Hermann J. Knippertz/AP
A 3D-print of the skull of a child with deformations.

Deformed Skull Could Provide Clues to Human Compassion

April 01, 2009 04:00 PM
by Sarah Amandolare
Reconstruction of an ancient fossil skull suggests that early humans may have cared for the severely deformed.

When Did We Learn Compassion?

A team of researchers pieced together the skull of an early human, called the Homo heidelbergensis species, which was found in Atapuerca, Spain, about eight years ago. The researchers deduced that the child had been severely disabled, but lived to be at least five years old, suggesting that its parents and perhaps the community rallied to care for the child.

According to Wired Magazine, humans' propensity to care for the sick is a unique behavior called conspecific care, also known as compassion. Because not all primates display this trait, scientists believe that at some point in history, "humans evolved the ability."
However, Stanford University anthropologist David DeGusta takes issue with the inference of "caring behavior from a very limited fossil record," especially since great apes have been shown to "survive a variety of horrific injuries." DeGusta told Wired, "We just know that this individual survived. We don't know the circumstances."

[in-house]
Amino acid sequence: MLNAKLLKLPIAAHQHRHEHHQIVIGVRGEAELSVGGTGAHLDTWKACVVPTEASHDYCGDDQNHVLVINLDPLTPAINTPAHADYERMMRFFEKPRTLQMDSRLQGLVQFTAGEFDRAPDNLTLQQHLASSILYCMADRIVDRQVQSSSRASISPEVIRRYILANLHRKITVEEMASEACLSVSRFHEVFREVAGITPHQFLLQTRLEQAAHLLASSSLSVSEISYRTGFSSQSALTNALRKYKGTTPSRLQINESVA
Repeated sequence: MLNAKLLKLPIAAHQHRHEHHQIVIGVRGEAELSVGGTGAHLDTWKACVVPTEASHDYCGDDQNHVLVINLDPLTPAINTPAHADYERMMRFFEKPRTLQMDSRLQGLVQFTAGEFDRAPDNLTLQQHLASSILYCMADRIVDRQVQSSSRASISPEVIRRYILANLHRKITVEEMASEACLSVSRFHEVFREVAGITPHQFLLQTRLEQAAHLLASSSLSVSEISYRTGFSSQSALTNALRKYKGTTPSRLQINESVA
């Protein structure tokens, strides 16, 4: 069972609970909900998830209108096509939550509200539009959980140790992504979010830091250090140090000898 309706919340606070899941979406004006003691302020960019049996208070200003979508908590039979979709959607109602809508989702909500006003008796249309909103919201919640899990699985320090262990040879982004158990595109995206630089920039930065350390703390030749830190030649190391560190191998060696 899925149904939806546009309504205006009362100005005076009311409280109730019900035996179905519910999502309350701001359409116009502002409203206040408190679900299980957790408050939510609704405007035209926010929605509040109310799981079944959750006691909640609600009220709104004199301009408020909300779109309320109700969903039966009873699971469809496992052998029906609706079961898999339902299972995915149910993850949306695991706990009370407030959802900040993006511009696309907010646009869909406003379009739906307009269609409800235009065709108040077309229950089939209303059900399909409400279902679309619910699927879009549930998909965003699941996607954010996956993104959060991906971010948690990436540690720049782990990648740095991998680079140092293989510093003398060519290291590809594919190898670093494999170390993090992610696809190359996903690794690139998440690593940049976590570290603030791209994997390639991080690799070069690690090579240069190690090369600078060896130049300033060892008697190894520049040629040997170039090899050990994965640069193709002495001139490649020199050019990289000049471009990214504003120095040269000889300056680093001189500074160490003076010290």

Nonetheless, the finding is intriguing because mammals, including humans, have been known to deliberately kill their "unwanted offspring," reports National Geographic News. For example, the Inuit "used to kill babies with severe genetic defects," and researchers noted that a cemetery at a medieval poorhouse in England "contained a higher than normal number of children with deformities."

Background: Disabled children in modern society

Today, disabled children and adults still live with challenging stigmas and discrimination. In Tajikistan, for example, children with disabilities have long been excluded from society, and are often institutionalized due to a "lack of community-based family-support services," according to UNICEF.

This is particularly troubling because researchers have found that how mothers and babies interact during "the first year of life is strongly related to how children behave later on," according to ScienceDaily. A team led by Benjamin Lahey of the University of Chicago researched how a mother's style of parenting, combined with infant temperament, can predict behavioral issues down the road, such as lying, bullying and disobedience.

Related Topic: Stigma of developmental problems in adults

Last November, The New York Times reported on the stigma often attached to adults with developmental problems, who commonly face more discrimination and stereotyping than disabled elderly people. In the article, titled "Accepting the Retarded, as Long as They're Old," Eastchester residents opposed a group home for developmentally challenged men in their 20s and 30s, but were more accepting when the residence was home to a group of disabled elderly people.

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